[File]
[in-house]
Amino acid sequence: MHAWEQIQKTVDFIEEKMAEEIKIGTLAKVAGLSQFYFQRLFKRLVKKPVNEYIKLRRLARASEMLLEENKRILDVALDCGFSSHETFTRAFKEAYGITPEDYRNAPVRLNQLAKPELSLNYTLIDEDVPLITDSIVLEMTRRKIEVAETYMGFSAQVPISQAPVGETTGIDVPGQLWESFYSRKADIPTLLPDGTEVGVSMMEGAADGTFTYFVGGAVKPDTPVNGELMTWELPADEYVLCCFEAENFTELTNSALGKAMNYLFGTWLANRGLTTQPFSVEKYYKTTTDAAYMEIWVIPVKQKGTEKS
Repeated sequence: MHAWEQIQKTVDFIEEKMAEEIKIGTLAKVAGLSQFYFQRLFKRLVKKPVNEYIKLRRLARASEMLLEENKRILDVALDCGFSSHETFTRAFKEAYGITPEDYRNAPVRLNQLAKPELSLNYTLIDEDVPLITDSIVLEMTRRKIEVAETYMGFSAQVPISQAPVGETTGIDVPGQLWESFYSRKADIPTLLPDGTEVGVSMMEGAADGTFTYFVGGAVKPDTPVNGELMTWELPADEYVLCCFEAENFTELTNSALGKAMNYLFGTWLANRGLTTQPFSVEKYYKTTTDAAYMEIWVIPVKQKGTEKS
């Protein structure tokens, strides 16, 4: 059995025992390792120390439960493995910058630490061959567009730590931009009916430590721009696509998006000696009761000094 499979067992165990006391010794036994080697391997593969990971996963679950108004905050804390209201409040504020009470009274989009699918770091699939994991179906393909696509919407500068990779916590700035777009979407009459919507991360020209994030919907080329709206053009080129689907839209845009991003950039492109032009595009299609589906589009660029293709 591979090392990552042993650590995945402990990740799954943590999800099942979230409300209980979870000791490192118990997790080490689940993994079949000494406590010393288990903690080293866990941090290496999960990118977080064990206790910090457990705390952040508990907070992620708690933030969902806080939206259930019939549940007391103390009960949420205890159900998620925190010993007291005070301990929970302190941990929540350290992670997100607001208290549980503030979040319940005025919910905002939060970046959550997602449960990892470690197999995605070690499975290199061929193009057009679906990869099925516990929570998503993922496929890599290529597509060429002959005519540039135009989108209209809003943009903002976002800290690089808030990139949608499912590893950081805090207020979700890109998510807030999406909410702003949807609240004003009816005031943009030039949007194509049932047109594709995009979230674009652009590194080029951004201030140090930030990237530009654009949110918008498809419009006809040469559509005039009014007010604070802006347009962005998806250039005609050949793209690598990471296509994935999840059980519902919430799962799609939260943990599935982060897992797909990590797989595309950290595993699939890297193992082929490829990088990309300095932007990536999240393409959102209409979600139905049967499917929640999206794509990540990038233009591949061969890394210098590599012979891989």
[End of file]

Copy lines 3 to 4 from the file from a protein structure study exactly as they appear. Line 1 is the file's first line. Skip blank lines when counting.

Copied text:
Repeated sequence: MHAWEQIQKTVDFIEEKMAEEIKIGTLAKVAGLSQFYFQRLFKRLVKKPVNEYIKLRRLARASEMLLEENKRILDVALDCGFSSHETFTRAFKEAYGITPEDYRNAPVRLNQLAKPELSLNYTLIDEDVPLITDSIVLEMTRRKIEVAETYMGFSAQVPISQAPVGETTGIDVPGQLWESFYSRKADIPTLLPDGTEVGVSMMEGAADGTFTYFVGGAVKPDTPVNGELMTWELPADEYVLCCFEAENFTELTNSALGKAMNYLFGTWLANRGLTTQPFSVEKYYKTTTDAAYMEIWVIPVKQKGTEKS
């Protein structure tokens, strides 16, 4: 059995025992390792120390439960493995910058630490061959567009730590931009009916430590721009696509998006000696009761000094 499979067992165990006391010794036994080697391997593969990971996963679950108004905050804390209201409040504020009470009274989009699918770091699939994991179906393909696509919407500068990779916590700035777009979407009459919507991360020209994030919907080329709206053009080129689907839209845009991003950039492109032009595009299609589906589009660029293709 591979090392990552042993650590995945402990990740799954943590999800099942979230409300209980979870000791490192118990997790080490689940993994079949000494406590010393288990903690080293866990941090290496999960990118977080064990206790910090457990705390952040508990907070992620708690933030969902806080939206259930019939549940007391103390009960949420205890159900998620925190010993007291005070301990929970302190941990929540350290992670997100607001208290549980503030979040319940005025919910905002939060970046959550997602449960990892470690197999995605070690499975290199061929193009057009679906990869099925516990929570998503993922496929890599290529597509060429002959005519540039135009989108209209809003943009903002976002800290690089808030990139949608499912590893950081805090207020979700890109998510807030999406909410702003949807609240004003009816005031943009030039949007194509049932047109594709995009979230674009652009590194080029951004201030140090930030990237530009654009949110918008498809419009006809040469559509005039009014007010604070802006347009962005998806250039005609050949793209690598990471296509994935999840059980519902919430799962799609939260943990599935982060897992797909990590797989595309950290595993699939890297193992082929490829990088990309300095932007990536999240393409959102209409979600139905049967499917929640999206794509990540990038233009591949061969890394210098590599012979891989």